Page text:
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5 Questions with Matt Cookson, New Hampshire High Tech Council

April 17th, 2015

High technology. It’s not just a business sector in and of itself. It’s a critical element of every successful industry, integrated deeply into the work of companies and the lives of their employees.

New Hampshire has a strong and growing tech pedigree, and to learn more about it, we interviewed Matt Cookson, executive director of the New Hampshire High Tech Council. The council is a member-driven organization with a focus on advancing innovation throughout the Granite State and Cookson himself has been actively engaged in many boards and organizations in New Hampshire in his 25-year career.

Cookson

Matt Cookson ~ NH High Tech Council

You’re in your fifth year as executive director for the New Hampshire High Tech Council. How has the industry evolved since then?

I took over as ED in 2010 and like other sectors it was a challenging time economically. Fast forward to today, and we are seeing solid job and sector growth, great movement in advanced manufacturing, software development, apps, cyber-security and other areas.

I’d say there is much greater recognition that the tech sector is absolutely key when it comes to driving economic development. Serving, supporting, and growing this sector will lead to job creation, enhanced state revenues, and stronger communities. Look at the difference in Manchester, for example, as well as the expansion of incubators across the state, including areas such as Plymouth.

Technically speaking, almost every industry is high-tech in one way or another. How has that affected the NHHTC’s mission and outreach over the years?

It’s true – hospitals are tech, real estate is tech, automotive is tech. It has affected us in terms of workforce development, knowing that tech training is key, be it at the four-year level for computer science, at the two-year level through the partnerships our community colleges have formed with advanced manufacturing companies, such as Safran or Hypertherm, and at the training level as well.

From a membership standpoint, we have always attracted members from the service sector as well, so our outreach has been consistent. Last, from an outreach perspective, we have become much more proactive and while we have a strong membership base in the Route 3 and Route 93 corridors, we plan to do more in the Seacoast in the near future in terms of creating a stronger presence in that tech-heavy region.

Where are the best opportunities in the traditional high-tech space for businesses in New Hampshire- or for those considering a relocation to New Hampshire?

Geographically, we have strong hubs in greater Manchester, Nashua and Portsmouth. In a recent report, Nashua led the pack with the highest number of advertised tech jobs in the state. We will continue to see relocations that hug the border because companies like to draw from Massachusetts. We also hear from our members along the highway corridors that having rail in the region is attractive to those in the tech industry.

Quality of life is a huge selling point for companies moving to the Granite State. What are tech companies finding here that they can’t get in Boston, Silicon Valley, or other traditional tech hubs?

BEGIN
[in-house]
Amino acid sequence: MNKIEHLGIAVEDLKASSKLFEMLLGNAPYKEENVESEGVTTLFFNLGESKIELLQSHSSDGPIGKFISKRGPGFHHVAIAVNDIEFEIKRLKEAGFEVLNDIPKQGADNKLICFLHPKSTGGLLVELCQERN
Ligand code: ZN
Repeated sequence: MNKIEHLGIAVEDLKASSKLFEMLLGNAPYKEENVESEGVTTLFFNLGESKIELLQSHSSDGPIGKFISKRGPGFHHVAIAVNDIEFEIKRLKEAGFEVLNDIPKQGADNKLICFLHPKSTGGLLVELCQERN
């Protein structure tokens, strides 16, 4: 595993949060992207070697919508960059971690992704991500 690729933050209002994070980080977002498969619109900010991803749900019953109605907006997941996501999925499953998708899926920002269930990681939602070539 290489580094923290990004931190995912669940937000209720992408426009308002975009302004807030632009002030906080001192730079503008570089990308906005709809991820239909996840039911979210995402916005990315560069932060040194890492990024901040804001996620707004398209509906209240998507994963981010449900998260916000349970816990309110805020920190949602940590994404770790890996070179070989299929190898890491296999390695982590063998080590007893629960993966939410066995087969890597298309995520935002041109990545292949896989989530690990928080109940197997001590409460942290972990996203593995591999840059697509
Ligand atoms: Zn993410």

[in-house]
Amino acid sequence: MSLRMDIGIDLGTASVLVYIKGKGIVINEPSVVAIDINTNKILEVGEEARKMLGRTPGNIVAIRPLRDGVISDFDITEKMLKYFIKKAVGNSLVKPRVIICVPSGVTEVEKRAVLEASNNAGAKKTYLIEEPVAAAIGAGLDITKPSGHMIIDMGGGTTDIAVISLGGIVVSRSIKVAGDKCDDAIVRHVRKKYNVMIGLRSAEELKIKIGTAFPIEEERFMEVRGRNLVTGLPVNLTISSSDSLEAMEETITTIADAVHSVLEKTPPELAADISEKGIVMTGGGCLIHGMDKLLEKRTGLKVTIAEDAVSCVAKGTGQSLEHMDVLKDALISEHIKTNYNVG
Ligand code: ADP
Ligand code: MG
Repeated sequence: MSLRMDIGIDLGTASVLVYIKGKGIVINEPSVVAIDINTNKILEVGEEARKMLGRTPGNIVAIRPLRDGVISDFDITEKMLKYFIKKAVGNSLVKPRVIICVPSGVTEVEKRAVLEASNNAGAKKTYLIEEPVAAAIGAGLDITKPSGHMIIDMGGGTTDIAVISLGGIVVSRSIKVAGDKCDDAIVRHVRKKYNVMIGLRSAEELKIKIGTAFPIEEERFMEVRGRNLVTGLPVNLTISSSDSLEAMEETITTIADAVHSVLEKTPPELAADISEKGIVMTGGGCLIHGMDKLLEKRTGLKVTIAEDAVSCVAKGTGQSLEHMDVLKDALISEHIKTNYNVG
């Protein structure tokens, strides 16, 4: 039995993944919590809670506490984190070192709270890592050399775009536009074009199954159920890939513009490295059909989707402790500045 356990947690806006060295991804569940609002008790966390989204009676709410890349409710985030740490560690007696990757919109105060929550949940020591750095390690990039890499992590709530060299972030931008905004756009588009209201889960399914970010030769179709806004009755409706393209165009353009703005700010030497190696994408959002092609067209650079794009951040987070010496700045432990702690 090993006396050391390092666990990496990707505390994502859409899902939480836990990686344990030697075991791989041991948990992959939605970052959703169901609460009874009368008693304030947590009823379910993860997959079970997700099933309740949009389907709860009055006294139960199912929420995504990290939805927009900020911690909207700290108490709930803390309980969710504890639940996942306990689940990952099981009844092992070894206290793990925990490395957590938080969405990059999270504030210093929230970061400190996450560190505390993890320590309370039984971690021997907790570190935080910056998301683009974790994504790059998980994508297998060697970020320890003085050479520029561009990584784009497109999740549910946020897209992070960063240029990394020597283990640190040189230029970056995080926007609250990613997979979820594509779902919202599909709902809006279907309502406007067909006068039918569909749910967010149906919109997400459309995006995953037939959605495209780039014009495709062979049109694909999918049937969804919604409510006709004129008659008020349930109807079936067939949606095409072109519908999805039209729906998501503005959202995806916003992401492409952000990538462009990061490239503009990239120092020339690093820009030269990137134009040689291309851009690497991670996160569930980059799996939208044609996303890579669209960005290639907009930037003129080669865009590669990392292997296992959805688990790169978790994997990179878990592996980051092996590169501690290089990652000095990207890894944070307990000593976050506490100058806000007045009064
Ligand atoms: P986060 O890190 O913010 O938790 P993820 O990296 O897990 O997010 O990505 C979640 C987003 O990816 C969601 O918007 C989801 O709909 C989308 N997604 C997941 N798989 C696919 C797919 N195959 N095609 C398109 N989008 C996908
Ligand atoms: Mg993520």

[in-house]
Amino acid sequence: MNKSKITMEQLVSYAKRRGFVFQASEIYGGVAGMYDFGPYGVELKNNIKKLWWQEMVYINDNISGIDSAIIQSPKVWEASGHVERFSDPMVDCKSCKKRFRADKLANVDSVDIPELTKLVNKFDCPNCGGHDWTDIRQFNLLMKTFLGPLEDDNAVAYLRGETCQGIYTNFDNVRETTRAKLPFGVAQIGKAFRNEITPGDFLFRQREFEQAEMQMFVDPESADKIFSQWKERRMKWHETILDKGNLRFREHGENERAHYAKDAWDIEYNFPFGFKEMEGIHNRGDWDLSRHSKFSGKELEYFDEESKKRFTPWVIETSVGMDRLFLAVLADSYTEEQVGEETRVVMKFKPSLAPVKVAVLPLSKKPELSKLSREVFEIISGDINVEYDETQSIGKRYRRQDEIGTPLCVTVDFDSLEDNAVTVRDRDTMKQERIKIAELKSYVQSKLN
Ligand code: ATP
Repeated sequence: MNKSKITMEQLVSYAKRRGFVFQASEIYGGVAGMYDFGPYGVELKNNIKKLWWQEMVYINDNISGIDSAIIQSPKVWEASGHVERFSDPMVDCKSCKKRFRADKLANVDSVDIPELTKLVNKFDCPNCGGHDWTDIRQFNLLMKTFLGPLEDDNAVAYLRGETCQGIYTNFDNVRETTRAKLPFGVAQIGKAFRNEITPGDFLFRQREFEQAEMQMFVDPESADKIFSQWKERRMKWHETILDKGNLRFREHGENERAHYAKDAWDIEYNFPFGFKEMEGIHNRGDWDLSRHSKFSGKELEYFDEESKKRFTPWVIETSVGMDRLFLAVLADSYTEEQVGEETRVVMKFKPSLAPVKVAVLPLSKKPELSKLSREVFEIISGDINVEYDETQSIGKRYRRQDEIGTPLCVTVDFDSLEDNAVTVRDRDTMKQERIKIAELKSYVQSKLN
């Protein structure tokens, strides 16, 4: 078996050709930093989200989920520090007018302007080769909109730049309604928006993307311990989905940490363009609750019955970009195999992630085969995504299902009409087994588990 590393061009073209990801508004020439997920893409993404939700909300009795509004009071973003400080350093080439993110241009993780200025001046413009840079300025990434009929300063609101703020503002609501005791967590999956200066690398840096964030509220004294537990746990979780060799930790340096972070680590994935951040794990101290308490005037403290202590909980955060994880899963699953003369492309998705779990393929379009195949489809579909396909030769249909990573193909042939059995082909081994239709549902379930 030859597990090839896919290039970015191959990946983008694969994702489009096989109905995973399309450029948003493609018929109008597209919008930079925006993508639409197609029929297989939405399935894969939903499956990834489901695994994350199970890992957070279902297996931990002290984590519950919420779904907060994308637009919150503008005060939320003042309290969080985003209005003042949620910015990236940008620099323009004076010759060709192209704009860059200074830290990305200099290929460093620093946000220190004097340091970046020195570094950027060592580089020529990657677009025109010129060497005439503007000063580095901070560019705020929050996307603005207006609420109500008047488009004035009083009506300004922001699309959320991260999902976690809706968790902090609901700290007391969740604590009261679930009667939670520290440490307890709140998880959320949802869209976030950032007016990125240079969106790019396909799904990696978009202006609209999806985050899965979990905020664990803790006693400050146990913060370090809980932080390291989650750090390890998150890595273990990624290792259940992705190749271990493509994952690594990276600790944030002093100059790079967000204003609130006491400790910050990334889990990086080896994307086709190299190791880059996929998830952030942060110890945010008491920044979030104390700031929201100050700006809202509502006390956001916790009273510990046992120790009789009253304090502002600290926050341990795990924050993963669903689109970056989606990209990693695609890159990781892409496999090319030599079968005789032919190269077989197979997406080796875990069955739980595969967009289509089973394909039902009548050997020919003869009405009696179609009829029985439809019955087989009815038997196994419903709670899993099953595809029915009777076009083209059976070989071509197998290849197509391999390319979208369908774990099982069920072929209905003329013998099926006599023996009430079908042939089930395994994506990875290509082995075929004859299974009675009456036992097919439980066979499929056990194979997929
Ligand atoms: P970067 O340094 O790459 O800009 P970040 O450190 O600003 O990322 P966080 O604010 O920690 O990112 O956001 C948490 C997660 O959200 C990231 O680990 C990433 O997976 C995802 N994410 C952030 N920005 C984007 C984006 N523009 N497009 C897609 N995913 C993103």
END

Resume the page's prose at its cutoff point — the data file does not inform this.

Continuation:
There continue to be three primary selling points:

– The quality of life piece with an emphasis on having the mountains, the ocean, and Boston within easy drives

– The fact that employees will likely be better off in New Hampshire than other major tech hubs because they will not be paying an income or sales tax

– The overall cost of living is substantially less than a Silicon Valley-type of environment

What are the NHHTC’s top priorities for improving the state’s high-tech industry over the next one to two years?

Supporting start-up companies through visibility, networking and competitions; reducing taxes and regulations on business to encourage growth and investment; highlighting best practices and innovation to spur new partnerships; and working with the educational sector to provide data on what industries and skill sets are most needed for today’s and tomorrow’s workforce.

Five Questions with Michael Tentnowski, Enterprise Center at Plymouth

April 10th, 2015

 

At first glance, it might appear that the southern cities of New Hampshire are the primary hotbeds of entrepreneurial activity in the Granite State. But you’ll find the blood of the start-up culture running through the veins of every county – and it’s catching the attention of entrepreneurs across state lines, too.

To learn more about some of the unique opportunities for start-ups north of Concord, we interviewed Michael Tentnowski, executive director of the Enterprise Center at Plymouth, a business incubator/accelerator connected with Plymouth State University. The ECP supports entrepreneurs, small business owners, and overall economic development in central New Hampshire by providing services including leased space, state-of-the art conferencing facilities, mentoring, professional services, educational resources and networking opportunities.

Prior to joining ECP, Michael consulted with business and industry primarily in the high tech arena.  He has been involved with business development for start-up companies for over twenty years, and has expertise in commercializing defense technologies, promoting renewable energy initiatives, and in entrepreneurial ventures. Michael is also a professor in the College of Business Administration at PSU.

What was the landscape like for entrepreneurs and start-up companies in your area, prior to the opening of the ECP?